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Significant Warming of the Antarctic Winter Troposphere

Filed under: — group @ 31 March 2006

The “iconic” Antarctic temperature trends are the large warming seen on the Antarctic Peninsula, which has had various repercussions including the collapse of several ice shelves (some documented in a previous post). Elsewhere, though, the pattern of surface warming is more complex – trends are smaller, and while more are positive than negative they are generally not significant – see this map. Contrary to what you might have heard, this is in general agreement with model predictions.

But meanwhile, there is a record for the upper atmosphere derived from radiosondes, which we have been working on – finding old datasets and digitising them to fill in gaps. What this shows is that around East Antarctica there is a general warming of the troposphere, greatest at around mid-height (at 600 hPa) at 0.7 ºC/decade over the last 30+ years.

In itself, this is an interesting observation. The obvious question is, what does it mean? Is this natural variability; is it a response to global warming, or to changes in ozone; or something else? Ozone is unlikely, because this is winter (which conveniently means that the radiosonde temperature corrections, often a source of potential trouble, are not a problem). Two ways of trying to interpret the record are to see what GCMs run for the same period show; or to look at the re-analyses (essentially, the archived outputs from the weather-prediction models). The latter, of course, incorporate many of the radiosonde observations that we are using, and so don’t count as independant. Despite this, the ECMWF re-analyses show *greater* trends than we see in the observations; and a maximum trend over West Antarctica (which has no radisonde stations to allow us to verify this). A climate model (HadCM3, with an ensemble of four members) shows similar patterns to the observations, but this time too little warming; and a good deal of variation between the ensemble members. So neither of these is helps much with the interpretation.

So we are currently left with an open question; hopefully, this will stimulate us and other researchers to explain it in the future.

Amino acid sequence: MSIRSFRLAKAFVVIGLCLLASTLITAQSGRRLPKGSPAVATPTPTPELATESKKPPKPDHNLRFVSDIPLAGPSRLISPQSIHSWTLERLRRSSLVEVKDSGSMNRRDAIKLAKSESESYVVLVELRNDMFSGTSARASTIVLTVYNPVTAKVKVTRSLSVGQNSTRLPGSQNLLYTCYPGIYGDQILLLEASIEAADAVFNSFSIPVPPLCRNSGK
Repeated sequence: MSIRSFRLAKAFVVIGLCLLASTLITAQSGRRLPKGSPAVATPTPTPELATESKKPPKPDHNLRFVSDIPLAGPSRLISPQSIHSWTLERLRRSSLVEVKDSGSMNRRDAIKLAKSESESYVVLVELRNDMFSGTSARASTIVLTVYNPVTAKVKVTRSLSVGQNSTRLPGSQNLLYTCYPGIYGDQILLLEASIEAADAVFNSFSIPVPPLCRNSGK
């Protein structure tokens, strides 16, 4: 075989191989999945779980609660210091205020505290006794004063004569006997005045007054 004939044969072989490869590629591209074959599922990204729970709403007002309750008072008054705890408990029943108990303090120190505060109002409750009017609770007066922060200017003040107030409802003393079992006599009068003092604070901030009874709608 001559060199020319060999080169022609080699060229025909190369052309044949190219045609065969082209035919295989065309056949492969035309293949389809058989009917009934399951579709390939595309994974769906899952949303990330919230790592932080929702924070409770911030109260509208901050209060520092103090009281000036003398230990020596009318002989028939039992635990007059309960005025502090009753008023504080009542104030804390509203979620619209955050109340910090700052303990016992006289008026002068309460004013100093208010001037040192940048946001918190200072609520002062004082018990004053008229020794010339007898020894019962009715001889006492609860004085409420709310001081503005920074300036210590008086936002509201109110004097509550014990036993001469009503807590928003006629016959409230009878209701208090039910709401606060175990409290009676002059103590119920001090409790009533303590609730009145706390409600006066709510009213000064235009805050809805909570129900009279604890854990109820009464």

[Quick addendum: the paper itself is available via this.]

Bush on “The Fundamental Debate”

Filed under: — group @ 31 March 2006

The President of the United States, George W. Bush, recently voiced his opinions on the science of climate change:

We — first of all, there is — the globe is warming. The fundamental debate: Is it manmade or natural. Put that aside.

The first part is the silver lining: despite receiving novelist Michael Crichton in the White House recently, Bush obviously has not bought his theory that the globe is in fact not warming. Crichton is one of the last trend sceptics who deny the warming trend is real.
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Another study on solar influence

Filed under: — rasmus @ 31 March 2006

In a recent paper in Geophysical Research Letters, Scafetta & West (S&W) estimate that as much as 25-35% of the global warming in the 1980-2000 period can be attributed changes in the solar output. They used some crude estimates of ‘climate sensitivity’ and estimates of Total Solar Irradiance (TSI) to calculate temperature signal (in form of anomalies). They also argue that their estimate, which is based on statistical models only, has a major advantage over physically based considerations (theoretical models), because the latter would require a perfect knowledge about the underlying physical and chemical mechanisms.

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Pielke père et fils in Nature

Filed under: — gavin @ 29 March 2006

There’s an interesting profile on Roger Pielke Jr. and Sr. in Nature this week. As readers here are probably aware, both of them have blogs (Prometheus for Jr., Climate Science for Sr.) and both have contributed to the discussions on RealClimate. Readers will also be aware that the discussions have at times been heated, though have usually remained collegial. There have been a few times when the discussion may have seemed to be at cross-purposes, but overall the exchanges have been enlightening.
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How much future sea level rise? More evidence from models and ice sheet observations.

Filed under: — eric @ 26 March 2006

Lots of press has been devoted to four papers in this week’s Science, on the topic of ice sheets and sea level.

We’ve already discussed the new evidence that Greenland’s glaciers are speeding up. What is new this week is an effort to evaluate the impact of future warming on Greenland by looking at what happened to it last time it got very warm — namely during the Last InterGlacial (LIG) period, about 125,000 years ago. The same group of authors looked at this in two ways, using NCAR’s Community Climate System model (CCSM) coupled to a state-of-the-art 3-D ice sheet model.
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